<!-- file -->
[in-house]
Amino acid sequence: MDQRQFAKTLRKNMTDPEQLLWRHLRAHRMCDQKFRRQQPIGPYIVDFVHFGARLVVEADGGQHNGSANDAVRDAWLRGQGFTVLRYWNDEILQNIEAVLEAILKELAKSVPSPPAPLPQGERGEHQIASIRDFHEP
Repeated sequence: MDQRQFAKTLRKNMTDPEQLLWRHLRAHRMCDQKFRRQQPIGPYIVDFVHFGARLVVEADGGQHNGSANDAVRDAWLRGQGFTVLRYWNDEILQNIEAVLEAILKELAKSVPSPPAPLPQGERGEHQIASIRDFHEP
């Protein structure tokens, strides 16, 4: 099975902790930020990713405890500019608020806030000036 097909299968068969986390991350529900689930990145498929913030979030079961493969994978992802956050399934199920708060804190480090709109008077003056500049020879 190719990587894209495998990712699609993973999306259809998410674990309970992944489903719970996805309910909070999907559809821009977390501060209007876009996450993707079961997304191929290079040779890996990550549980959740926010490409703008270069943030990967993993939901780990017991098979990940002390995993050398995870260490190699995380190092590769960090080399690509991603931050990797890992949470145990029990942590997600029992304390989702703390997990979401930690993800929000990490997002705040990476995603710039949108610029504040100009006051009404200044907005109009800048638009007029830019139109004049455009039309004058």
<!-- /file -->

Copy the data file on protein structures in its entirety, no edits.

[in-house]
Amino acid sequence: MDQRQFAKTLRKNMTDPEQLLWRHLRAHRMCDQKFRRQQPIGPYIVDFVHFGARLVVEADGGQHNGSANDAVRDAWLRGQGFTVLRYWNDEILQNIEAVLEAILKELAKSVPSPPAPLPQGERGEHQIASIRDFHEP
Repeated sequence: MDQRQFAKTLRKNMTDPEQLLWRHLRAHRMCDQKFRRQQPIGPYIVDFVHFGARLVVEADGGQHNGSANDAVRDAWLRGQGFTVLRYWNDEILQNIEAVLEAILKELAKSVPSPPAPLPQGERGEHQIASIRDFHEP
């Protein structure tokens, strides 16, 4: 099975902790930020990713405890500019608020806030000036 097909299968068969986390991350529900689930990145498929913030979030079961493969994978992802956050399934199920708060804190480090709109008077003056500049020879 190719990587894209495998990712699609993973999306259809998410674990309970992944489903719970996805309910909070999907559809821009977390501060209007876009996450993707079961997304191929290079040779890996990550549980959740926010490409703008270069943030990967993993939901780990017991098979990940002390995993050398995870260490190699995380190092590769960090080399690509991603931050990797890992949470145990029990942590997600029992304390989702703390997990979401930690993800929000990490997002705040990476995603710039949108610029504040100009006051009404200044907005109009800048638009007029830019139109004049455009039309004058």